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Diagnosing the Complicated Case of Medical Tourism

I still remember the first time I ever showed up at the doctor’s office in Hong Kong, asking for a birth control prescription. He laughed at me. “You can get it over the counter, don’t you know that?”

Though that was nearly a decade ago, before U.S states began allowing pharmacists to prescribe birth control, the shocking accessibility and cost of healthcare abroad never left my mind. Friends would whisper of stories about patients flying to Thailand for a procedure, and ensconcing off to a two-week beach vacation afterwards for a quarter of the cost of the operation back home.

Medical tourism, or the practice of seeking cheaper and better healthcare abroad, is rarely discussed in tourism, as U.S. healthcare costs rise and steadily becomes more inaccessible. For a developed nation, there is often so much more to be desired.

Patient Beyond Borders, a magazine that focuses on international medical and health travel, estimates that this year alone, some 1.9 million Americans will travel outside the U.S. for medical care.1 It is estimated 35-45% of all foreign visitors treated abroad are medical tourists, once emergency cases and expats that reside outside their home country are excluded.2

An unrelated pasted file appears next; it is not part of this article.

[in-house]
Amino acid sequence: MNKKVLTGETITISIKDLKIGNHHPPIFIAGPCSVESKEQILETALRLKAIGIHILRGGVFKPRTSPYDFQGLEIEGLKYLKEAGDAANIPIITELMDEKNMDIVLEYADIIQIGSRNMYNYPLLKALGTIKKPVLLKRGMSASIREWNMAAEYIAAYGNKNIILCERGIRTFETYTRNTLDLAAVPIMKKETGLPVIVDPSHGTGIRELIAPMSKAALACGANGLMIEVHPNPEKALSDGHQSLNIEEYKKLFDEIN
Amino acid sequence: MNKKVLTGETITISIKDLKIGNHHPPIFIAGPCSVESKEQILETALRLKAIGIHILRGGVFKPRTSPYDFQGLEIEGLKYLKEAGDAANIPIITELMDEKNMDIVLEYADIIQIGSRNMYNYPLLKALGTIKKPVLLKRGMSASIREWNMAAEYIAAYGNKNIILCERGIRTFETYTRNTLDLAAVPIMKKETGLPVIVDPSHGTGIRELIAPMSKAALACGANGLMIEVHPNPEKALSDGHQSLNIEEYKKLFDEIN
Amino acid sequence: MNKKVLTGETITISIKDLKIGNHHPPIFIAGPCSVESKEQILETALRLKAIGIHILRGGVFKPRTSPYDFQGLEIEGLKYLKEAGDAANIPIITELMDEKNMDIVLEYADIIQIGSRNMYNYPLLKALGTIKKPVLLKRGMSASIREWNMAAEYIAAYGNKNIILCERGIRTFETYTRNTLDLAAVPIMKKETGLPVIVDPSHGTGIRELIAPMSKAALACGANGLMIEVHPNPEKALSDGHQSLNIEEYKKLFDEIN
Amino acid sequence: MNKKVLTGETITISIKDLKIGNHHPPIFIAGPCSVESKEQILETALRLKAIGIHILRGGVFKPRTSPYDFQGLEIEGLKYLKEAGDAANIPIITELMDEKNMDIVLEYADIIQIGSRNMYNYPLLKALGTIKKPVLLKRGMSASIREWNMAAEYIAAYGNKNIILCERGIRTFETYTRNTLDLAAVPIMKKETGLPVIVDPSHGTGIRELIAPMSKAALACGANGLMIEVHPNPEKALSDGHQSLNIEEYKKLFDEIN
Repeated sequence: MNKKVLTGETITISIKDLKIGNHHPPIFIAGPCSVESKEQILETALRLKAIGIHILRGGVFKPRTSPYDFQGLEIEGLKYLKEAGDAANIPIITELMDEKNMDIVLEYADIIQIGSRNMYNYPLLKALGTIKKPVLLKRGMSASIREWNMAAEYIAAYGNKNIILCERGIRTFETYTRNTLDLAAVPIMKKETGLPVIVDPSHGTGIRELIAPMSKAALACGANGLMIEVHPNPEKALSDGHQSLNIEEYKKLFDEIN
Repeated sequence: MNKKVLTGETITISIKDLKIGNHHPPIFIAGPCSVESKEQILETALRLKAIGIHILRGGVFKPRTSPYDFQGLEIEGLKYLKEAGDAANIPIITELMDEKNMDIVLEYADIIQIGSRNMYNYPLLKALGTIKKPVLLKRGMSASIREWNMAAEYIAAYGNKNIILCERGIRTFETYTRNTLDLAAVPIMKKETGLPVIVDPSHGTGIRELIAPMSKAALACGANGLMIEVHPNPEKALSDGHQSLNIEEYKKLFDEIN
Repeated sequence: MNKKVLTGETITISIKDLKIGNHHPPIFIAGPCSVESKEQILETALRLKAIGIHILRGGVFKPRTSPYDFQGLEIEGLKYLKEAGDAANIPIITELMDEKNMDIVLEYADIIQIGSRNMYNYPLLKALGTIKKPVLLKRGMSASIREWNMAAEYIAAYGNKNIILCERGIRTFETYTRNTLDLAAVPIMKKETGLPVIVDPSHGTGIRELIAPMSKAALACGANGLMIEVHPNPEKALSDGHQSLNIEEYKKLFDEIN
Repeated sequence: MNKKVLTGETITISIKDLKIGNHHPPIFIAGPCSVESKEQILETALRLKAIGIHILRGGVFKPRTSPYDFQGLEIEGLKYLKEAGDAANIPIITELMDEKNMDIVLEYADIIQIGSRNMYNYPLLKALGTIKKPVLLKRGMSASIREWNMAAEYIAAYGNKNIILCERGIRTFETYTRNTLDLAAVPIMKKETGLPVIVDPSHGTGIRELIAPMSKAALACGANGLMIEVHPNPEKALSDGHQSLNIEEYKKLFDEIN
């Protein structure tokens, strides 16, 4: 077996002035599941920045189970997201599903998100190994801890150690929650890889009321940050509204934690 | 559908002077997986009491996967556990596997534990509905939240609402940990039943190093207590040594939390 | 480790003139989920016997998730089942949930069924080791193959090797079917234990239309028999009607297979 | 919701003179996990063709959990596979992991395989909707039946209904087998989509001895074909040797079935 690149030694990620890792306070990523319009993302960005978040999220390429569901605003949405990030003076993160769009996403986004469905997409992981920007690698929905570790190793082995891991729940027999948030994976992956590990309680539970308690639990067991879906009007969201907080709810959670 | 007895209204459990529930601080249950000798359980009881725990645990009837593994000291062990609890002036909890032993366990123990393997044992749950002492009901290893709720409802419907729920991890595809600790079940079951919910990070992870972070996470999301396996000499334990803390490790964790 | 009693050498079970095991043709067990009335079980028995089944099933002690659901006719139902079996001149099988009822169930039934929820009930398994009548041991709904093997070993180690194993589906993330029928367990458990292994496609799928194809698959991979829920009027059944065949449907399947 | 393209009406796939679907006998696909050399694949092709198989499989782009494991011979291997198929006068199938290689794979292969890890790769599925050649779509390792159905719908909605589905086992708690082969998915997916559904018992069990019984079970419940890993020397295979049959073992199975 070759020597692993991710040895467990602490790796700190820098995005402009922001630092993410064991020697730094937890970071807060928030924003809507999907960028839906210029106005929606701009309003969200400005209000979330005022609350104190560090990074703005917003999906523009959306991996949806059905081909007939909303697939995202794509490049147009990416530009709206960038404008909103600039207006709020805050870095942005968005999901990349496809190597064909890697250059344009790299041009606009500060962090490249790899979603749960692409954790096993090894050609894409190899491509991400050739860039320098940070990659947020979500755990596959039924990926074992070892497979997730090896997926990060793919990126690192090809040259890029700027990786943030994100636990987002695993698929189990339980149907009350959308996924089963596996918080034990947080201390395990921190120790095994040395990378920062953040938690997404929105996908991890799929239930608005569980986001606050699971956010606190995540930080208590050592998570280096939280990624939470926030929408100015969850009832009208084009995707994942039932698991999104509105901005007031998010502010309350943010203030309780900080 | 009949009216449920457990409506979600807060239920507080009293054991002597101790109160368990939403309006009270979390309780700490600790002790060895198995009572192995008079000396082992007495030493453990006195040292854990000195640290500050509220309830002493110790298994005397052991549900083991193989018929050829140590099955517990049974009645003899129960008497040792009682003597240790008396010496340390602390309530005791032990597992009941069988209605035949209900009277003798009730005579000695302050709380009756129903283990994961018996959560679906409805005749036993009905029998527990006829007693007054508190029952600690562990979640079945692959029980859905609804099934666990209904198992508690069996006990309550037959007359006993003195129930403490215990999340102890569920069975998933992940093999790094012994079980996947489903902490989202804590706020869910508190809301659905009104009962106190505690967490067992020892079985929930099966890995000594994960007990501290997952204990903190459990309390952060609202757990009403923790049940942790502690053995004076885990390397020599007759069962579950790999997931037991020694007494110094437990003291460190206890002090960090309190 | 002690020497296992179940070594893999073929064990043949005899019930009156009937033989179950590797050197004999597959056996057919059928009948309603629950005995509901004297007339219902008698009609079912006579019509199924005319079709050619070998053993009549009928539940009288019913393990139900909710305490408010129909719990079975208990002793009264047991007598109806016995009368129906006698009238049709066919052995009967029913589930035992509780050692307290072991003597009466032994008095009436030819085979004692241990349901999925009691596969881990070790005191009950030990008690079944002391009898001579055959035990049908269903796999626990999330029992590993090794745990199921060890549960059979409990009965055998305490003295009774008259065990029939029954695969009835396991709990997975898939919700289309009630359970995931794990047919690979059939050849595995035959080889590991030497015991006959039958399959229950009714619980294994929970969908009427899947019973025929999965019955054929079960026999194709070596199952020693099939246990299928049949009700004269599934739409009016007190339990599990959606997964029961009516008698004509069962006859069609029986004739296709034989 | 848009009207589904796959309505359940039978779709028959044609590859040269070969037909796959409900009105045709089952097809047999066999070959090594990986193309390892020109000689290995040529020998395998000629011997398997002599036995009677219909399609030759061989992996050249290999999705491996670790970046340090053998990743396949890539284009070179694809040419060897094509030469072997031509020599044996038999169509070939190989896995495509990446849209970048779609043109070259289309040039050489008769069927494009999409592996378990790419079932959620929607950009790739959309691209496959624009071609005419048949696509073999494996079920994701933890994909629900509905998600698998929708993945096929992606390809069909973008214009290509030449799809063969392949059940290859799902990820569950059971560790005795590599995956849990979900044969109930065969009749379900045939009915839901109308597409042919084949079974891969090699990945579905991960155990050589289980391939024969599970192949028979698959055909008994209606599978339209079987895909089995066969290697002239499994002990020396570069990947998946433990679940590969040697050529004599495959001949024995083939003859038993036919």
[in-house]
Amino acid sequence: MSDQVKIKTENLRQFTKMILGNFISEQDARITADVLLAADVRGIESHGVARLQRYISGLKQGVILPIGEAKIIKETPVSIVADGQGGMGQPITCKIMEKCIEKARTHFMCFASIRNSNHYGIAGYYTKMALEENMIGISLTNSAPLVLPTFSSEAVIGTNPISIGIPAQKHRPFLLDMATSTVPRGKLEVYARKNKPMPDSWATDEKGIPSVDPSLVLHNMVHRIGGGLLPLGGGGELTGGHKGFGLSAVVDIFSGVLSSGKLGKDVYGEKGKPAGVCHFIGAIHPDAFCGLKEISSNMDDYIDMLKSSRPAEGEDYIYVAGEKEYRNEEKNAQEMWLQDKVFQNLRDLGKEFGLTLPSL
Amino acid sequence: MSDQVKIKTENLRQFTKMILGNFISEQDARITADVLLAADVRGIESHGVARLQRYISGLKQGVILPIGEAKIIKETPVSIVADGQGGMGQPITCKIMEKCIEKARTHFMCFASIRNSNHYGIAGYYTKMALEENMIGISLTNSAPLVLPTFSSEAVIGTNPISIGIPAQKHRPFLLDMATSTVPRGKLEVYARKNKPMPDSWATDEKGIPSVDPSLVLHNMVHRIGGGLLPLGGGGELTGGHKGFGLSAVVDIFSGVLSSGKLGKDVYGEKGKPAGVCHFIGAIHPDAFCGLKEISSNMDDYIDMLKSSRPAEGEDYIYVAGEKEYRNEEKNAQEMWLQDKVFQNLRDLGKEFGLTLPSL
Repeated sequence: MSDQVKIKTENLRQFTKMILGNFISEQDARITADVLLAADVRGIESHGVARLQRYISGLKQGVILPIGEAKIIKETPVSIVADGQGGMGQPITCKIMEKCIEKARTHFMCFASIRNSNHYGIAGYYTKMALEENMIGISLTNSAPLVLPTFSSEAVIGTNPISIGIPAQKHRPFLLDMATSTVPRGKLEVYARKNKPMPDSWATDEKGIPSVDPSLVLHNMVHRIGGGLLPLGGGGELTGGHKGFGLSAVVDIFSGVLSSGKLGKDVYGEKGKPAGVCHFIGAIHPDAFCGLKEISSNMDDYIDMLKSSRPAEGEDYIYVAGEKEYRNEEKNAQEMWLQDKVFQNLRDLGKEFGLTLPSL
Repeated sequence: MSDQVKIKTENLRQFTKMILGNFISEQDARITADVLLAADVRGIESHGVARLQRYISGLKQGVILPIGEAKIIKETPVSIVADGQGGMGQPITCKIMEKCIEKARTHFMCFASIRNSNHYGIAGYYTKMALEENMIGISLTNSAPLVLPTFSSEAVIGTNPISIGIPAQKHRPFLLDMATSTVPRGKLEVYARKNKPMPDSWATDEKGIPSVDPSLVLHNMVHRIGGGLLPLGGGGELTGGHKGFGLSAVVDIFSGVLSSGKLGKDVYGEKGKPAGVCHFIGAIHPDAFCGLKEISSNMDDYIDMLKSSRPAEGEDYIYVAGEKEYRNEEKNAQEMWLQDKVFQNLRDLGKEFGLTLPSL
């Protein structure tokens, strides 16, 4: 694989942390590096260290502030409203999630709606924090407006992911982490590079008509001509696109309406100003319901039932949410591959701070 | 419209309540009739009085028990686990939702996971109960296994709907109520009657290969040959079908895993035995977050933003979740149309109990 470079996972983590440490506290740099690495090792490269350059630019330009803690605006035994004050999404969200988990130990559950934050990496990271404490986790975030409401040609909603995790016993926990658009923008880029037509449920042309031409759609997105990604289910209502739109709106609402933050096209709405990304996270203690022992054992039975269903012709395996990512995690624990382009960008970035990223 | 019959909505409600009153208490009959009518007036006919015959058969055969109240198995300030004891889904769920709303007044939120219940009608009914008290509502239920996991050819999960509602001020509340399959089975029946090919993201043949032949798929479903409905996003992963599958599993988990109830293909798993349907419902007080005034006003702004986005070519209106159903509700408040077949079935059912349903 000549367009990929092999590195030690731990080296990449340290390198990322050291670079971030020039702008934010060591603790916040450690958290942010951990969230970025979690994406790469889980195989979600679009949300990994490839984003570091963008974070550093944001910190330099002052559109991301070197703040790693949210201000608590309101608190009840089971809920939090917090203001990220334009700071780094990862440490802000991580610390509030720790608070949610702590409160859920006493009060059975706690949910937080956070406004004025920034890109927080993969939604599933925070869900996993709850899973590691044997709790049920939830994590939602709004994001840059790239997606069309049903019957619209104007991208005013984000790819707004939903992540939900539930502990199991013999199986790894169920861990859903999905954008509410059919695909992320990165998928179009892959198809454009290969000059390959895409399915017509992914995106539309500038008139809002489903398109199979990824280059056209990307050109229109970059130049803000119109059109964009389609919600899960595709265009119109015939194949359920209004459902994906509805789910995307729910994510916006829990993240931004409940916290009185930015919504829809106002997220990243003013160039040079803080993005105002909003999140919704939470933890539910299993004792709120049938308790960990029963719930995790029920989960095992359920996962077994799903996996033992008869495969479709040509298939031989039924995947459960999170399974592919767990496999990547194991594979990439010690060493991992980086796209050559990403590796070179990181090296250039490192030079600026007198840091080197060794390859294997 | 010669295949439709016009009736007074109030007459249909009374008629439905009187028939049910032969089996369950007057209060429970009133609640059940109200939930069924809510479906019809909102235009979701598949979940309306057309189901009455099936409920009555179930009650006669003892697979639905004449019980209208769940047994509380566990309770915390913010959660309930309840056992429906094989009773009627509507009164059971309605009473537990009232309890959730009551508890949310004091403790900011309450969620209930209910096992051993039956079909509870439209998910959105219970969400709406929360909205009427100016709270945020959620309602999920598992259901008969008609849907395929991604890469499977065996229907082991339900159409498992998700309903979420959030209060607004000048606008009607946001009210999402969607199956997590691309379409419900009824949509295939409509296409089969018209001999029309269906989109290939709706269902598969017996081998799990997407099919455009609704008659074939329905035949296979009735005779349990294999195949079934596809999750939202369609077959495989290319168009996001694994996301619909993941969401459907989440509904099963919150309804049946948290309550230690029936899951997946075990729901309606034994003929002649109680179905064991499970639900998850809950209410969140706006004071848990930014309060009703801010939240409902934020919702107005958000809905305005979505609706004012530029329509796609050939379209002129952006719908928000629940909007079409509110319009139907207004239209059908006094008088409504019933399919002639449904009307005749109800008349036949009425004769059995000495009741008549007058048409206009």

Even the American Journal of Medicine recently noted (this year!) that “it is not difficult to find countries that offer various procedures at 30-65% of the cost of care in the United States…. the total cost for hospitalization, physician fees, airfare, and hotel expenses for the patient and spouse is far less the cost of the procedure in the United States.”

In some respects, things are more backward at home than we’d like to admit.

The combination of lower physician salaries, less overhead, and the absence of malpractice insurance (often prevalent in the U.S.) abroad often contribute to markedly lower costs, serving as an enticing financial reason to seek treatment outside the country.

There is a lot of money involved: It is estimated that up to $87.5 billion is spent on medical tourism each year throughout the global economy. The average patient spends approximately $3,410 per visit for all their travel and related medical costs (think about how much you spent on that last vacation!). 

Some countries, like Singapore, have realized the value of attracting overseas patients, building official strategies as part of their tourism development (even if the results have been mixed).